{
tRay = ray * distanceToPlane;
origin += tRay;

colInfo.bCollisionFound = CheckPointInTriangle(origin , tVert0, tVert1, tVert2);
colInfo.planeDist = tRay.Length()-RAY_OFFSET;
colInfo.planeNormal = pNormal;
}

if (!colInfo.bCollisionFound)
{
float rayMagnitude = ray.Length();
ray.Normalize();

CVector normalizedVelocity = ray;

CVector closestPoint = ClosestPointOnTriangle(orig, vert0, vert1, vert2);

float distToSphereIntersection = IntersectRaySphere(closestPoint, -normalizedVelocity, orig, radius);

// we cannot know if the ray will actually hit the sphere so we need this check
//if ((distToSphereIntersection > 0)&&(distToSphereIntersection < radius)) {
if ((distToSphereIntersection > 0)&&(distToSphereIntersection < rayMagnitude)) {
// calculate true sphere intersection point
//CVector normal = orig-closestPoint;
CVector normal = orig-(closestPoint+(-normalizedVelocity*distToSphereIntersection));
normal.Normalize();
colInfo.bCollisionFound = true;
colInfo.collisionPoint = closestPoint;
colInfo.planeNormal = normal;
colInfo.planeDist = distToSphereIntersection-RAY_OFFSET;
}
}

return colInfo;
}


Then there was the response to consider, basically I measure the magnitude of the vector that describes the desired position (hereafter refered to as the velocity of simplicity's sake) that is beyond the collision point along the collision plane normal and subtract this from the original velocity to get the new position with a little bit of sliding.

colInfo.bCollisionFound = true;

CVector orig(objs->xForm.pos);
CVector velocity(objs->velocity);

while (colInfo.bCollisionFound)
{
colInfo.bCollisionFound = false;

level->CheckCollision(&orig, &velocity, colInfo);

if (colInfo.bCollisionFound)
{
// Get the normalised velocity
CVector normalisedVel = velocity;
normalisedVel.Normalize();

// The section of the velocity vector past the collision
velocity = normalisedVel*(velocity.Length()-colInfo.planeDist);
orig += normalisedVel*colInfo.planeDist;

// Get the magnitude of the velocity vector
// along the negative normal that is past the collision point
CVector velNormalMagnitude = -colInfo.planeNormal*(colInfo.planeNormal.DotProduct(velocity));

// Adjust the player velocity vector by the magnitude of the velocity vector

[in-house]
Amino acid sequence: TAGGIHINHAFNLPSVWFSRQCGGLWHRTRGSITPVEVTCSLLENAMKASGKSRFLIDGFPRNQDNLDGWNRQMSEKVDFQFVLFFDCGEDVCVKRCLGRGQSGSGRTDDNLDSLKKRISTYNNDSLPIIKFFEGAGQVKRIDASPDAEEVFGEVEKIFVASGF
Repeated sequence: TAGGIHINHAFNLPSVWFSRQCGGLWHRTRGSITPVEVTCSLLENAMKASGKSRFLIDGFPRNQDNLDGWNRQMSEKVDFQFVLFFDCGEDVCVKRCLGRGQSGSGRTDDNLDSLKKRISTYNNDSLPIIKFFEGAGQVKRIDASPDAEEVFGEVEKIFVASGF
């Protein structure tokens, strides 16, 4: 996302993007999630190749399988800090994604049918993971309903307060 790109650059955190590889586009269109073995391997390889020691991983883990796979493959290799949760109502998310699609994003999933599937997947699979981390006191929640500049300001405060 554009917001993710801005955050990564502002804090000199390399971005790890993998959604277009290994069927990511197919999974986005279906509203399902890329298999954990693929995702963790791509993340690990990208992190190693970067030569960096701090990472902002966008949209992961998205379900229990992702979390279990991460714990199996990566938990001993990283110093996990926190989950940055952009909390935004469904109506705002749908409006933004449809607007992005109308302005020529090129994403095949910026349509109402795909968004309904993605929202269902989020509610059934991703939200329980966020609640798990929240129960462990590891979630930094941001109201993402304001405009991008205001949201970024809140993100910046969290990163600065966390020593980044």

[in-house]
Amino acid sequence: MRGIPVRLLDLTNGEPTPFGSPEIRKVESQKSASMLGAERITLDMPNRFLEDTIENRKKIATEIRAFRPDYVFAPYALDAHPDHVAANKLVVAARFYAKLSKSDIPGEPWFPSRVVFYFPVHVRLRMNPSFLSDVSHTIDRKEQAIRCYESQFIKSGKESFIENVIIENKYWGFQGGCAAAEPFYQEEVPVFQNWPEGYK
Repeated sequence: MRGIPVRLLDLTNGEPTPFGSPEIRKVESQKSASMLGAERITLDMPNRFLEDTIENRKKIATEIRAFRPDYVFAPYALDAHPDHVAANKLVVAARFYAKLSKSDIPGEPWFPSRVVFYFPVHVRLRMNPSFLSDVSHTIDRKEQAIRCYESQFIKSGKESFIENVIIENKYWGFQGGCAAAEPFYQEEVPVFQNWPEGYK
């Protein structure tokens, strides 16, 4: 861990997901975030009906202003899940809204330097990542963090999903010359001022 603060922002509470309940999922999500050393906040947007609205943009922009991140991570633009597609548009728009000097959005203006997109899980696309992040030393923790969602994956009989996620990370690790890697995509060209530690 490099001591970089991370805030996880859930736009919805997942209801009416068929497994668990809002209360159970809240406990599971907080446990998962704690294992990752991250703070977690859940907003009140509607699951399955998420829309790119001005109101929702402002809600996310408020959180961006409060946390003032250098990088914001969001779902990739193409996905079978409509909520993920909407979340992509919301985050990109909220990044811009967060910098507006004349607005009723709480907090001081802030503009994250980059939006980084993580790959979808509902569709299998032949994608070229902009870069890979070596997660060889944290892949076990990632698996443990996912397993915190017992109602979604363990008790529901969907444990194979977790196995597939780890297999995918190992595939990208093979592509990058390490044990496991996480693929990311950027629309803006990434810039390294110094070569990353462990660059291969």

// along the negative normal that is past the collision point
objs->velocity += velNormalMagnitude;

// Adjust the velocity vector by the magnitude of the velocity vector along
// the negative normal (This should now be perpendicular to the collision
// plane)
velocity += velNormalMagnitude;
}
}


If you've gotten this far thanks for taking the time to read through. If you can help please do, if I can return the favour in any way I will. If you use this source to create a collision detection system of your own at least have the decency to credit me and if you use my code, fix the bug and don't tell me I hope the guilt gets the better of you in the end. Thanks, Andy

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From your code it looks like you're working from Kasper Fauerby's paper, correct? I implemented a system based on that paper. I also added some stuff to deal with jiggling in obtuse corners and getting stuck in acute corners.

I added static collision resolution at the end of each step to deal with any weird circumstances or floating point error. That involved some code that isn't in the article, i.e. finding the closest point between a point (the center of the sphere) and a triangle. For that I used the algorithm from Dave Eberly's book 'Game Engine Design'.

Anyway, don't have time to look at the code, but do you have any sort of console or real-time error logging? I found it was very helpful to post messages about what was going on, i.e. 'velocity very small', 'velocity parallel to edge', 'a < epsilon in FindRoots()', that sort of thing. It might help you track down the source of the problem.

If floating point error is leaving you intersecting a triangle at the end of the step, you may be falling through it next time - that's my best guess about the problem you're having.

If you really get stuck, let me know and I'll be glad to share my code.

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I was just doing this a week or two ago and was running into problems where it would fail. Took me a day or two to understand why. The method you are using (I did look at it line by line) and that I was using (that I was basing on some papers I found on the web) is inherently flawed. It does not work when approaching edges from an angle. The issue arises from the step where you clamp the point, if outside the triangle, to be on one of the edges. You move the point in a line straight toward the edge, but look at a sphere, it is round. The point you find that way is not the intersection point if the sphere is moving at an angle, it also needs to move slightly to the side along the edge.

Personally, I decided to throw swept-sphere/triangle out the window and just go with the much simpler static sphere/triangle. Sure, you have to worry about tunneling (my objects don't move that fast, so I don't worry about it) but it is a much simpler test, and the method I use to react to a colission is also much much simpler (just push the sphere out of the triangle).